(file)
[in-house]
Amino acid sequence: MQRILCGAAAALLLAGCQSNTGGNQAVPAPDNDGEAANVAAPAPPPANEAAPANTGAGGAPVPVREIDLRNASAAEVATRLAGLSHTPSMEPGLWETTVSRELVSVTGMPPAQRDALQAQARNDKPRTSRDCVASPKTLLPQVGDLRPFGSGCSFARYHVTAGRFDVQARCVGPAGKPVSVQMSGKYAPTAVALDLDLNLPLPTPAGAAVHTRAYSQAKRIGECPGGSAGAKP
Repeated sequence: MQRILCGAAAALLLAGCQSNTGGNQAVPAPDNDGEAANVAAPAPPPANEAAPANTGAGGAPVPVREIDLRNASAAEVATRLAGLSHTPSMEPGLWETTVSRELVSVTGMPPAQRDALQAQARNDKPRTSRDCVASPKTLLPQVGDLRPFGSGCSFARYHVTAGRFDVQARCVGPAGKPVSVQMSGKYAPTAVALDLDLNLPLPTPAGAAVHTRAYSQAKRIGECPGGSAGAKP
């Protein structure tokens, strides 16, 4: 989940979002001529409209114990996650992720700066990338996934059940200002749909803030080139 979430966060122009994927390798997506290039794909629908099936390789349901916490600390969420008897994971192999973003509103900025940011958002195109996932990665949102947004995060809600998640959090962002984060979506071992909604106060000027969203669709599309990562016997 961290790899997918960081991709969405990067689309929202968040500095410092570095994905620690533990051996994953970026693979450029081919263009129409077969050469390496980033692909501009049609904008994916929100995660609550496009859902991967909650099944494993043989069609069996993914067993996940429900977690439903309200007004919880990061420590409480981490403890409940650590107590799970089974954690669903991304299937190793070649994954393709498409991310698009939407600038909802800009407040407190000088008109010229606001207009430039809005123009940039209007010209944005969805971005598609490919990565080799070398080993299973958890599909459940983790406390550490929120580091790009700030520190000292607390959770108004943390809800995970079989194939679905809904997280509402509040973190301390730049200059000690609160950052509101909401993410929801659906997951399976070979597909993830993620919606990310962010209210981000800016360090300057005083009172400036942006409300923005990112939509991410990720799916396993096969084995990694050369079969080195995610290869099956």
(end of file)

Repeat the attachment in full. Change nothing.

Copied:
[in-house]
Amino acid sequence: MQRILCGAAAALLLAGCQSNTGGNQAVPAPDNDGEAANVAAPAPPPANEAAPANTGAGGAPVPVREIDLRNASAAEVATRLAGLSHTPSMEPGLWETTVSRELVSVTGMPPAQRDALQAQARNDKPRTSRDCVASPKTLLPQVGDLRPFGSGCSFARYHVTAGRFDVQARCVGPAGKPVSVQMSGKYAPTAVALDLDLNLPLPTPAGAAVHTRAYSQAKRIGECPGGSAGAKP
Repeated sequence: MQRILCGAAAALLLAGCQSNTGGNQAVPAPDNDGEAANVAAPAPPPANEAAPANTGAGGAPVPVREIDLRNASAAEVATRLAGLSHTPSMEPGLWETTVSRELVSVTGMPPAQRDALQAQARNDKPRTSRDCVASPKTLLPQVGDLRPFGSGCSFARYHVTAGRFDVQARCVGPAGKPVSVQMSGKYAPTAVALDLDLNLPLPTPAGAAVHTRAYSQAKRIGECPGGSAGAKP
């Protein structure tokens, strides 16, 4: 989940979002001529409209114990996650992720700066990338996934059940200002749909803030080139 979430966060122009994927390798997506290039794909629908099936390789349901916490600390969420008897994971192999973003509103900025940011958002195109996932990665949102947004995060809600998640959090962002984060979506071992909604106060000027969203669709599309990562016997 961290790899997918960081991709969405990067689309929202968040500095410092570095994905620690533990051996994953970026693979450029081919263009129409077969050469390496980033692909501009049609904008994916929100995660609550496009859902991967909650099944494993043989069609069996993914067993996940429900977690439903309200007004919880990061420590409480981490403890409940650590107590799970089974954690669903991304299937190793070649994954393709498409991310698009939407600038909802800009407040407190000088008109010229606001207009430039809005123009940039209007010209944005969805971005598609490919990565080799070398080993299973958890599909459940983790406390550490929120580091790009700030520190000292607390959770108004943390809800995970079989194939679905809904997280509402509040973190301390730049200059000690609160950052509101909401993410929801659906997951399976070979597909993830993620919606990310962010209210981000800016360090300057005083009172400036942006409300923005990112939509991410990720799916396993096969084995990694050369079969080195995610290869099956």